Lana Koepke Johnson | Agronomy and Horticulture
Hail Know, a project developed by a team of inventive Nebraska Extension faculty, received the Excellence in Extension Team award at the Nebraska Extension Fall Conference Annual Banquet Nov. 27 in Kearney.
Faculty team members from the Department of Agronomy and Horticulture include Roger Elmore, Extension cropping systems agronomist and agronomy professor, Chris Proctor, weed management Extension educator and Daren Redfearn, Extension forage crop residue specialist.
Hail Know was developed and launched in January 2018 to create timely and relevant programming to answer growers’ questions when hail storms strike. Hail storms cause catastrophic damage across North America, and in particular, Nebraska. Hail events are unpredictable and regionalized with variable degrees of damage. With these uncertainties, it is challenging for Extension programming to deliver relevant, just-in-time learning.
Coupled with actively engaging Nebraska crop producers, the team developed creative strategies to address this problem. The project team identified resource gaps and developed a hail resource package consisting of a new website, cropwatch.unl.edu/hail-know/, that serves as the resource hub for hail-related information. This online resource features videos, graphics and articles in climate science, agronomy, engineering, agricultural technology, economics and disaster education.
An infographic and video series, targeted to producers, was created to focus on six hail event components: 1) The Hail Storm; 2) Assess My Damage; 3) Handle My Insurance; 4) Replant My Crop; 5) Manage My Recovering Crop and; 6) Are Cover Crops For Me?.
“Hail Know was created to build upon and expand Nebraska Extension’s hail-related programs,” said Ashley Mueller, Extension’s disaster education coordinator and project lead. “In the aftermath of a hailstorm we want growers to know that they can turn to Nebraska Extension for the answers and certainty they need to make sound, research-based decisions to manage their crop.”
The team diligently and consistently shared resources with their target audiences at outreach events and on social media using #HailKnow. During the 2018 growing season, team members contributed to three post-hail workshops in Holdrege, York and Central City. Workshop information was used to develop four additional post-hail presentations, specifically for late-season hail events in corn and soybean systems.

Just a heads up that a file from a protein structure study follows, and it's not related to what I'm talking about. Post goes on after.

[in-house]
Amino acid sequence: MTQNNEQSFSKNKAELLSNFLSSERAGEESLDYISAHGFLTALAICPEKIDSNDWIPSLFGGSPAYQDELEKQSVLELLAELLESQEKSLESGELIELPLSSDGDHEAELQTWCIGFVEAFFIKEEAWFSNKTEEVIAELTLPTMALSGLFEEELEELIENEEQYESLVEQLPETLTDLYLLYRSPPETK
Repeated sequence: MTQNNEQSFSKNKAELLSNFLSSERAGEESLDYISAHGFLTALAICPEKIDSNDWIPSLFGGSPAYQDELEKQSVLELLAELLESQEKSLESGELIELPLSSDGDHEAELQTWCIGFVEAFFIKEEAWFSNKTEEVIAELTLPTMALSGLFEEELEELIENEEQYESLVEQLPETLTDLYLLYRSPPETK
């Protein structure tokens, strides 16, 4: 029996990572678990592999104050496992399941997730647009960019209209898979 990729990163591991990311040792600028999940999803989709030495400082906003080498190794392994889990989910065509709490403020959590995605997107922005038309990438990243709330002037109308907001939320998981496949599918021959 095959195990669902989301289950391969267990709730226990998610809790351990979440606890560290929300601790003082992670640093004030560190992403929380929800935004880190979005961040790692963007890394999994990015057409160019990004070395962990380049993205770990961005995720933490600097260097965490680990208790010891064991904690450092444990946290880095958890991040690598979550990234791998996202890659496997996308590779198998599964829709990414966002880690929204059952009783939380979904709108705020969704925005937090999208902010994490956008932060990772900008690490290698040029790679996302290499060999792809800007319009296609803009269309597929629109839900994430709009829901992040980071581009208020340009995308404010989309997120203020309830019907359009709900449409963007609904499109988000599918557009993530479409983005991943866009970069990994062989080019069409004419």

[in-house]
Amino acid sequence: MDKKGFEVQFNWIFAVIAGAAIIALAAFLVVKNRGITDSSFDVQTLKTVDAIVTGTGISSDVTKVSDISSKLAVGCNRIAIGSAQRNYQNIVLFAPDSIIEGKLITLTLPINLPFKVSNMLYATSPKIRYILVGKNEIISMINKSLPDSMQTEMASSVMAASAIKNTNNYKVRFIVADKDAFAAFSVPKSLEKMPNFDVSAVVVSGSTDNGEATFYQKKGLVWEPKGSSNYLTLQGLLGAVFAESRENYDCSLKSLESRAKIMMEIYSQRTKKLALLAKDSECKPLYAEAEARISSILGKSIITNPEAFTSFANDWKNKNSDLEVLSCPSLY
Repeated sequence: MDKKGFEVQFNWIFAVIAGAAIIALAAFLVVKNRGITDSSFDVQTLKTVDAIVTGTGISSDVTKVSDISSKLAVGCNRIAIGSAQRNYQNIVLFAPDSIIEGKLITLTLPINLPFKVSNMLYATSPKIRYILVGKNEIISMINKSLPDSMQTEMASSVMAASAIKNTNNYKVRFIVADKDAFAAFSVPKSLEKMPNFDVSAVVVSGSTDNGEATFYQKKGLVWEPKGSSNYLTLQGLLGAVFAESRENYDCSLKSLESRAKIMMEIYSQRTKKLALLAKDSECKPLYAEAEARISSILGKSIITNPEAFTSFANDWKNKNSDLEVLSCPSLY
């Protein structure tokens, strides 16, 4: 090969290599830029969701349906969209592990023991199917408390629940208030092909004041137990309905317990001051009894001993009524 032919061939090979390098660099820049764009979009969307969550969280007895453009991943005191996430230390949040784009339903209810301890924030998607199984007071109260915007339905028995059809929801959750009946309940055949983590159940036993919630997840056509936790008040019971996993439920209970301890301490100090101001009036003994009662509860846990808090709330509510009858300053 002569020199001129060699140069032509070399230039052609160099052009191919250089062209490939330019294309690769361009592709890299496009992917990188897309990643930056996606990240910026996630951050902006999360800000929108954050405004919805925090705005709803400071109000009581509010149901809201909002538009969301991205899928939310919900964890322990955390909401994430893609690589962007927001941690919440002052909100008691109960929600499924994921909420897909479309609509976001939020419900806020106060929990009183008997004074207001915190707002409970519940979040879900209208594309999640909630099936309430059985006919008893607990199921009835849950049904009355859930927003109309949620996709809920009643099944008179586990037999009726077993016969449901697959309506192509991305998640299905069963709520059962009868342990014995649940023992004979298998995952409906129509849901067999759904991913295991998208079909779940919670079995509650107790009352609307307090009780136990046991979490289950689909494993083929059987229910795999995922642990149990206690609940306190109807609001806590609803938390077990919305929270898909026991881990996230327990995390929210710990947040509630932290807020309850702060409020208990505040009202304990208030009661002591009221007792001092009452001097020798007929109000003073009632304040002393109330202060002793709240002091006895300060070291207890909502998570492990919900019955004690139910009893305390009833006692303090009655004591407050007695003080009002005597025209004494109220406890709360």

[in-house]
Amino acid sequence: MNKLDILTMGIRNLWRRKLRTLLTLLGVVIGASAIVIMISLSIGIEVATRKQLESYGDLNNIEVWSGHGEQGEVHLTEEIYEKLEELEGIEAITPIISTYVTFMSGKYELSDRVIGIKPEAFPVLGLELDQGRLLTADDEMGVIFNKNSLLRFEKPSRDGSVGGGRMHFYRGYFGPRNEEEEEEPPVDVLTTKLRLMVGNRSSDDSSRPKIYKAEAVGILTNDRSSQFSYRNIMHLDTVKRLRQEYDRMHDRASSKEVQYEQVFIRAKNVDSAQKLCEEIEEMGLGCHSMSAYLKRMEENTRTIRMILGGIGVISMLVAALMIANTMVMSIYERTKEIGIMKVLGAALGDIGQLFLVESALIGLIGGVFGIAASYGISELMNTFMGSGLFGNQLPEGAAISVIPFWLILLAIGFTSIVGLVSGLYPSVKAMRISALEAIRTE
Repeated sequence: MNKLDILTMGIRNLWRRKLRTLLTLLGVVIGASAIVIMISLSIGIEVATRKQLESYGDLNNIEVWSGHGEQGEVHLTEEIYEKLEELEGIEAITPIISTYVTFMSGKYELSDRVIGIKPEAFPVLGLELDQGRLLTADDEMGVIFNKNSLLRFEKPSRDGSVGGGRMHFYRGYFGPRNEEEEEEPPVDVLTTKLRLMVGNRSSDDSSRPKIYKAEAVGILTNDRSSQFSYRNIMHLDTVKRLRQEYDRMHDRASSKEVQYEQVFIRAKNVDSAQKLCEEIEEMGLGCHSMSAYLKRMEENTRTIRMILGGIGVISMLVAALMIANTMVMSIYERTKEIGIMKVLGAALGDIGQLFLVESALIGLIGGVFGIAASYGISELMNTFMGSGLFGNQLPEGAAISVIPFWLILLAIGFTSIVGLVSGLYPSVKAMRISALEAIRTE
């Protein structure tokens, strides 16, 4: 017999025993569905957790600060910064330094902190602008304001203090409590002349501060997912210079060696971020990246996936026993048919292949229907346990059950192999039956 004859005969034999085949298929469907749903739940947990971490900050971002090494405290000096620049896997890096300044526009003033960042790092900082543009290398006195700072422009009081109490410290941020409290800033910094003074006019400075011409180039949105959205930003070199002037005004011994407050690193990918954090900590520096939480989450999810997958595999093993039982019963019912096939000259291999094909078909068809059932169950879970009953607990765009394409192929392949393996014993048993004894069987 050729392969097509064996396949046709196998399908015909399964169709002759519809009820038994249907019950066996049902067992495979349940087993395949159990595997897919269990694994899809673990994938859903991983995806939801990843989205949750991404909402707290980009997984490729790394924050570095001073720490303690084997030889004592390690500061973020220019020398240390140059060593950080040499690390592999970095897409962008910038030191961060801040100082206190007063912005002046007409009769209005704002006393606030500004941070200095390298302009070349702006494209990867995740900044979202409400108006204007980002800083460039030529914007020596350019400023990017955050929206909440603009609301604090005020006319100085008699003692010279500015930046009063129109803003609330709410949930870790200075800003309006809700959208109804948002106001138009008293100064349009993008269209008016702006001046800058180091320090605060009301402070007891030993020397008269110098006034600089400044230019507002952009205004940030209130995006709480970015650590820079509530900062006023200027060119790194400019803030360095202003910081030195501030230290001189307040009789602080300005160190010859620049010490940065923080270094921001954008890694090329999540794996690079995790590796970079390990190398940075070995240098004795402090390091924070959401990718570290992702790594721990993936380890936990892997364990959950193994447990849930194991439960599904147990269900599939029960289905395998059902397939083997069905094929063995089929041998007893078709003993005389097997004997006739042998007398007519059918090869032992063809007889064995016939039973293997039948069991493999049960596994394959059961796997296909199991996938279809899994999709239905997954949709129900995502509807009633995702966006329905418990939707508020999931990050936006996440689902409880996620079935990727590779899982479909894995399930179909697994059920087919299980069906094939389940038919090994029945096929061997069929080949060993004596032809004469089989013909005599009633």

According to nominator Roch Gaussoin, agronomy and horticulture professor, the warning coordination meteorologist at the National Weather Service office in Hastings expressed the value of the project deliverables, sharing “they meet a documented need in the region.”
“The Hail Know team embodies the meaning of timely, relevant and innovative, serving as an example of a cohesive and successful interdisciplinary team for university outreach and stakeholder engagement," said Gaussoin.
The team is currently preparing for the winter program season and beyond. Additional grant applications are being prepared to expand the objectives of the original project.
Other Hail Know team members include the following county-and campus-based educators and state extension specialists:
- Ashley Mueller, team leader, Extension educator and disaster education coordinator
- Tyler Williams, cropping systems Extension educator
- Nathan Mueller, Extension educator
- Al Dutcher, associate Nebraska state climatologist
- Robert Klein, Western Nebraska crops specialist
- Paul Jasa, Extension engineer
- Justin McMechan, crop protection and cropping systems specialist
- Jenny Rees, Extension educator
- Corey Walters, assistant professor of agricultural economics
This project was created through partnerships within the University of Nebraska–Lincoln and included IANR Media and the Jacht Ad Agency, the student-managed advertising agency in the College of Journalism and Mass Communications.
The development of Hail Know was funded by a USDA National Institute of Food and Agriculture Smith-Lever special needs grant with matching funds from the University of Nebraska–Lincoln.